Press Releases:Pixar Animation Studios Announces Monumental Innovations In Film Rendering
Representing years of research and development, Pixar Animation Studios today announced a series of important innovations in the latest version of its forthcoming Academy Award®-winning RenderMan software that will radically impact the way film imagery is rendered and accessed by everyone. This generational shift in RenderMan establishes an entirely new modular rendering architecture called RIS that provides highly optimized methods for simulating the transport of light through multiple state of the art algorithms, including an advanced Unidirectional Path Tracer and a Bidirectional Path Tracer with Progressive Photon Mapping (also known as VCM). Along with major feature and performance enhancements, physically-based, artist-friendly workflows, progressive re-rendering, and the established advantages of RenderMan’s traditional REYES architecture, RenderMan now offers two rendering modes within one unified environment, providing the most advanced, versatile, and flexible rendering system available.
With rendering technology constantly evolving, RIS represents a forward-looking framework through which Pixar can deploy additional rendering methodologies as they become available. RenderMan is the conduit through which applicable advanced research from within the Walt Disney organization will be channeled into the production industry, including in the forthcoming release, Disney’s Principled BRDF shader and supporting materials.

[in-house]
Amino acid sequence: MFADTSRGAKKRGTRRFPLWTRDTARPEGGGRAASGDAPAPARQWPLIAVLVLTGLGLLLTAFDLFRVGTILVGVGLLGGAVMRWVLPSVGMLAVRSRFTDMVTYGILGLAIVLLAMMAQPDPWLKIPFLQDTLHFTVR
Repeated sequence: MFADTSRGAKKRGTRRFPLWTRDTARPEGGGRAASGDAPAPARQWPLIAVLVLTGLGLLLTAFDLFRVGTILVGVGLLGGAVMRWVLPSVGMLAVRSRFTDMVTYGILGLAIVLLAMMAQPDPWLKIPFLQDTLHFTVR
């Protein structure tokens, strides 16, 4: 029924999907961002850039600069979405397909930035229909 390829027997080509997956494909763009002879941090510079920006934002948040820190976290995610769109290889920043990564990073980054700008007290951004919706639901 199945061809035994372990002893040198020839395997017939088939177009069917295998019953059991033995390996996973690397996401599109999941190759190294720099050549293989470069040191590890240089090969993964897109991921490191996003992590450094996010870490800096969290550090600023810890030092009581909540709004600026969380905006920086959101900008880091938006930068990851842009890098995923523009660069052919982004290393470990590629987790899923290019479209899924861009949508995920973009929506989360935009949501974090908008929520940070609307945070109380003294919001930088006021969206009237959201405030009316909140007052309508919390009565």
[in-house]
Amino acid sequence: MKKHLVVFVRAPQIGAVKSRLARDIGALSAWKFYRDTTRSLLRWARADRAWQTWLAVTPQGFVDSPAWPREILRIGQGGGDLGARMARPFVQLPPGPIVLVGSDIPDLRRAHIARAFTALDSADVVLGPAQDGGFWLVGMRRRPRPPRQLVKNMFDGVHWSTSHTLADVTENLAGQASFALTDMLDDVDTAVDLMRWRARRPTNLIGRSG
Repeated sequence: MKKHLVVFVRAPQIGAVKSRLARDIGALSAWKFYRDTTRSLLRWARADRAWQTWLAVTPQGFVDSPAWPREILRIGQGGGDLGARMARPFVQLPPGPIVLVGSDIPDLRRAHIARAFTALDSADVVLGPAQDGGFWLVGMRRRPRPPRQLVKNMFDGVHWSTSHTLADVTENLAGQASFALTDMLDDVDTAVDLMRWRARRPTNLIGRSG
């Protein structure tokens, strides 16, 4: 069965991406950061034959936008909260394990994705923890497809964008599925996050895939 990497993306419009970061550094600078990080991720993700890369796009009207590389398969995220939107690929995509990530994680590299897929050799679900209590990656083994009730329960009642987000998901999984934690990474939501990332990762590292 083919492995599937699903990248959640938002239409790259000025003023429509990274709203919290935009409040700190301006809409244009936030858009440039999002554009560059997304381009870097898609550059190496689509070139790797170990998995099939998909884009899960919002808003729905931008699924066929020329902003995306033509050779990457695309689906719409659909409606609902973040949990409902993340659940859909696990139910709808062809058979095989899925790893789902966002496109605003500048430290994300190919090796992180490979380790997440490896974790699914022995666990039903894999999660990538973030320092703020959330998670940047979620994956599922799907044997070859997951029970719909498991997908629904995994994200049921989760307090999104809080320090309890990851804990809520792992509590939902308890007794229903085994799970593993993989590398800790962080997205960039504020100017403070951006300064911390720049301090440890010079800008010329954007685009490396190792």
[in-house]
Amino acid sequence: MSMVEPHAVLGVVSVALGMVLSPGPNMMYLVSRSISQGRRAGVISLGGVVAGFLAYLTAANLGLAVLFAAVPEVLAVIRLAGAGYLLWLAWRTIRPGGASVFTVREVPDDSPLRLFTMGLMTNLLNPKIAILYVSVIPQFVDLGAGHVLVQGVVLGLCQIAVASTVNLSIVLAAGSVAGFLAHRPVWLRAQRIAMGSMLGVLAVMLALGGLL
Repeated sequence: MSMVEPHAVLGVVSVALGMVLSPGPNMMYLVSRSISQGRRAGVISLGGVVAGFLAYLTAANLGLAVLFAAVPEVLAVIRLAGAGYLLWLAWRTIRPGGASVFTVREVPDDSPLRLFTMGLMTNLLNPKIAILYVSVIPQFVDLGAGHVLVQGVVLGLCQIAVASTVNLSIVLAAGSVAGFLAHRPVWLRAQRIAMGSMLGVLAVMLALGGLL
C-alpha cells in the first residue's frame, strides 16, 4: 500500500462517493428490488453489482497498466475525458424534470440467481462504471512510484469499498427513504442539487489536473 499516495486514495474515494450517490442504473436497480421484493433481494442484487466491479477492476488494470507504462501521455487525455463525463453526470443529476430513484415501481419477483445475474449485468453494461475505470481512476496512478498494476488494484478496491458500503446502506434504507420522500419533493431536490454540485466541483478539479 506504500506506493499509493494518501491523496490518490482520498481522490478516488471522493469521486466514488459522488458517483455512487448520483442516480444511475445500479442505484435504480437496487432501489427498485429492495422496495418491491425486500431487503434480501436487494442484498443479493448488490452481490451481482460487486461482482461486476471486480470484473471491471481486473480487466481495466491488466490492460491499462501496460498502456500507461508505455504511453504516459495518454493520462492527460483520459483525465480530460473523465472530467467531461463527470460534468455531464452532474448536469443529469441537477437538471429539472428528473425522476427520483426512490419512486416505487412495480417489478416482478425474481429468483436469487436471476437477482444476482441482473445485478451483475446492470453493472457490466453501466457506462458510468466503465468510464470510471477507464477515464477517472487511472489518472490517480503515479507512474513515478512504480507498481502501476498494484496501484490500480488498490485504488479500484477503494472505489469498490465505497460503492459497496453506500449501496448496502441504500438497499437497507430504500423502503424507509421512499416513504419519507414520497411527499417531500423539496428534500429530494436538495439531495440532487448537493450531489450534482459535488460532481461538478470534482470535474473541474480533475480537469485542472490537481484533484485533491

“This truly brings the future of fully photo-realistic ray-traced rendering to RenderMan” said David Hirst, Global Head of Lighting at MPC. “We did tests with the production assets from one of our latest movies and were completely blown away by the speed and how interactively we could preview and render these assets. The RIS based integrator is going to change the way we work, with more scalable rendering and faster results.”